I Don't know as much about NMP, but I actually will venture to guess it is worse then DCM. The reason is it is less volatile, and environmentally more persistent. While it is more likely to be compatiable with biological organisms (as it is a lactam), there isn't really enough known about it. It's also likely to be more messy to use due to the lower vapor pressure. It also is likely much less efficent at stripping furniture. However, the fact that it says benzyl/nmp doesn't follow IUPAC naming rules so there is no way to know what it is. It's possible that it contains toluene and NMP in mixture. Or, it could simply be a benzylated NMP. I would think the former though, as the latter is likely a solid.

    In the end. Just use DCM. It really isn't that dangerous at all. So many people think "OMG CHEMICALS ARE BAAAAD". Nope, most aren't nearly as dangerous as they are made out to be, people are so over-reactive about it.
     
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  16. OP
    testing

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    I wasn't going to insist on the chemical method, and unfortunately having the furniture professionally stripped would defeat three purposes: saving money, learning how to restore and create beautiful pieces of furniture myself, and not harming people or the environment in the process. Just looking for ideas and information.
     
  17. OP
    testing

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    Really??????

    See, how would anyone without an organic chemistry lab know this? They wouldn't.

    So, marketers slap an "environmentally friendly" label on the bottle, charge you extra for it, make you think you are endangering your children and some innocent workers in a third world country for buying their competitors' products and it is friggin CONFUSING to get anything approaching good, understandable information.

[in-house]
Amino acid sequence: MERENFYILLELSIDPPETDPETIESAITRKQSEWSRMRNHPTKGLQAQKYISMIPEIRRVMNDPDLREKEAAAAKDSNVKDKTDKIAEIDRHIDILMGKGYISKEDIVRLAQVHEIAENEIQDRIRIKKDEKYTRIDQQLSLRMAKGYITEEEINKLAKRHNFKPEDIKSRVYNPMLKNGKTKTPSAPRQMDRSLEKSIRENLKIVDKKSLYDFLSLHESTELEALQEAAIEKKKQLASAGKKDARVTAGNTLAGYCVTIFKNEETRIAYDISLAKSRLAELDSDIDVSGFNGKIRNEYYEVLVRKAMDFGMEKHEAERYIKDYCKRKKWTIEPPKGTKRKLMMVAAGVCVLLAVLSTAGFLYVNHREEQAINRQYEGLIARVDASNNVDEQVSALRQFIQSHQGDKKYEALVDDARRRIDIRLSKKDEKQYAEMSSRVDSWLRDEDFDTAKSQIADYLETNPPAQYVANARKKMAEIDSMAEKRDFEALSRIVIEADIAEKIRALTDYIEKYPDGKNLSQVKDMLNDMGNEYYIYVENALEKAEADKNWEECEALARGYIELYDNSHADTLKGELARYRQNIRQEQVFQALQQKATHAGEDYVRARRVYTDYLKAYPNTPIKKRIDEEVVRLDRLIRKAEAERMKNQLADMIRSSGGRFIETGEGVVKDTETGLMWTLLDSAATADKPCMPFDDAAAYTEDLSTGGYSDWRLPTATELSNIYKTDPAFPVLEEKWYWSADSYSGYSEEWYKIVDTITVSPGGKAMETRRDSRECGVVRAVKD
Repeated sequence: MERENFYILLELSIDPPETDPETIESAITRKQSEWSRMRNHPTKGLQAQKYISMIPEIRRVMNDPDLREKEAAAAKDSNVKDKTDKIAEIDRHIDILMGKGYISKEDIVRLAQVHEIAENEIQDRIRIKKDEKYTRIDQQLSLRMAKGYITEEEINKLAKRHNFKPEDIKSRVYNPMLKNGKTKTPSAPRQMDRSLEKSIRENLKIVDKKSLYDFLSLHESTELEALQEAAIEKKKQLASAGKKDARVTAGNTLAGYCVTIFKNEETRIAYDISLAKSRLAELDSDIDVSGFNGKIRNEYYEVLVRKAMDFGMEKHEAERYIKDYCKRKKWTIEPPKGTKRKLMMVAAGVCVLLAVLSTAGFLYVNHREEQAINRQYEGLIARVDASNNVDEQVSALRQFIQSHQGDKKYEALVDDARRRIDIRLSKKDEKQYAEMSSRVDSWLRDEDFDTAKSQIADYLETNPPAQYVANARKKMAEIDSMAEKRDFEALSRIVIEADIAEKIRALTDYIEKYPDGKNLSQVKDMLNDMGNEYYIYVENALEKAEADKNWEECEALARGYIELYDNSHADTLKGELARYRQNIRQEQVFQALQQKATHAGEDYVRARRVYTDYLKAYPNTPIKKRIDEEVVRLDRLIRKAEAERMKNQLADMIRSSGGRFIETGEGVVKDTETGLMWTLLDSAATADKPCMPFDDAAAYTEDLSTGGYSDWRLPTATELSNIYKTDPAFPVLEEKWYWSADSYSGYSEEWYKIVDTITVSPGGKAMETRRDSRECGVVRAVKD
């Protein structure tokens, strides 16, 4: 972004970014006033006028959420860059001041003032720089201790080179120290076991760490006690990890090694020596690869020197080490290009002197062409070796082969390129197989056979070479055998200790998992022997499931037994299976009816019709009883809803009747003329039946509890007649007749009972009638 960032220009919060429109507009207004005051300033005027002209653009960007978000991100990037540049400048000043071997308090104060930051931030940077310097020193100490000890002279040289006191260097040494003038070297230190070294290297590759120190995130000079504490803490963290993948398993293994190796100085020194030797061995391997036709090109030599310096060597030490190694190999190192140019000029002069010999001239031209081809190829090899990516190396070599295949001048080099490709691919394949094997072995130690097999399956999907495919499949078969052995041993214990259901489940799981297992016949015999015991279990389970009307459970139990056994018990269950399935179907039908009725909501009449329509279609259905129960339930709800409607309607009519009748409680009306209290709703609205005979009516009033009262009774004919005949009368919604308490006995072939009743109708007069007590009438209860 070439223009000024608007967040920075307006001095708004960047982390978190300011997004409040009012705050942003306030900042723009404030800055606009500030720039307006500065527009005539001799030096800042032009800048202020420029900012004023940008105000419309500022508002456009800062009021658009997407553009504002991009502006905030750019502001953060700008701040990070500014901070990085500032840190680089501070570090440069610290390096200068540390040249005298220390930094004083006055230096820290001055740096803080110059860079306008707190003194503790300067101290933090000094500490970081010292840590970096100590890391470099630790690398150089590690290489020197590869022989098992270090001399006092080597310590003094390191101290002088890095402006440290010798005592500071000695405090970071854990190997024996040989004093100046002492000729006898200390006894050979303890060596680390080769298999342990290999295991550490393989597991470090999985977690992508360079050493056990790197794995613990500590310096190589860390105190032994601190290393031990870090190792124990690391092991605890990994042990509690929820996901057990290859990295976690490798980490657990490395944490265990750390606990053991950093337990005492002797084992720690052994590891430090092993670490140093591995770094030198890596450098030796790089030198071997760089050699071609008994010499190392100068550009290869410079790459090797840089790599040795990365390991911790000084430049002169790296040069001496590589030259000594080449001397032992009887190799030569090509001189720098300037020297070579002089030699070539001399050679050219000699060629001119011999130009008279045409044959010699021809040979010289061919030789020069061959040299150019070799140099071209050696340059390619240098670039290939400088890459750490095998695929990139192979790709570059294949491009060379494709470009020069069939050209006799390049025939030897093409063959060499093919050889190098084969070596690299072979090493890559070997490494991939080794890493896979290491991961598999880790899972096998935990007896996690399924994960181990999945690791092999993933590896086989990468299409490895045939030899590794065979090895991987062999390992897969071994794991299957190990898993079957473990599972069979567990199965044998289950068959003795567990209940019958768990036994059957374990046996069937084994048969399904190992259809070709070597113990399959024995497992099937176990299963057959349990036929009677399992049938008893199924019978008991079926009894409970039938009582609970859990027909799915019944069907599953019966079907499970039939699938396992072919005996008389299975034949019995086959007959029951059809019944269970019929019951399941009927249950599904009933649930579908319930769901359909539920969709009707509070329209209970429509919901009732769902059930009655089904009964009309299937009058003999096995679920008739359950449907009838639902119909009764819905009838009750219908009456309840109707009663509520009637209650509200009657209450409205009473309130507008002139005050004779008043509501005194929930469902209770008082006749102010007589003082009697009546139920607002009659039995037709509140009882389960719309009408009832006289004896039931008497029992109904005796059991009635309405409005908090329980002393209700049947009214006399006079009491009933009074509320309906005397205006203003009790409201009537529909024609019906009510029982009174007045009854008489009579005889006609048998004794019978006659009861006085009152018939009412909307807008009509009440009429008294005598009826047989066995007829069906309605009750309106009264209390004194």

It's the sea salt all over again.

    Still debating as to whether to douse the thing with chemicals or attack it with a sander....

    Thank you for the information! <3
     
  18. corvidae

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  19. athenian200

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    Okay, that's good. I didn't realize you were trying to learn anything. I was just becoming concerned that you might inadvertently expose yourself to chemicals due to not understanding the safety procedures.

    Anyway, it looks like this one (the one Wyote mentioned) is fairly safe, as long as you follow the procedures I outlined above.

    You really don't have to be a chemist. If you want to look up each one individually, just use Google. There's OSHA information on each individual chemical and effects of exposure, but that's not as important as knowing the effects of the whole product. I work for an environmental contractor who has to stay on top of this stuff to protect their workers.
     
    #19 athenian200, Aug 3, 2010
    Last edited: Aug 3, 2010
  20. OP
    testing

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    That is interesting about working for the environmental contractor. Actually that's one reason I even brought up this thread, is because I hoped people with more knowledge/information/experience would pop in with their two cents. I do a lot of painting, not just furniture, and it would be great to fully understand the impact of the chemicals involved, but unfortunately, another degree is out of the question at the moment, sigh...

    And it is awfully nice of Indy to volunteer his organic chemistry knowledge, too. There is a lot of information out there, but it is difficult to know what information to trust, and it can be very confusing.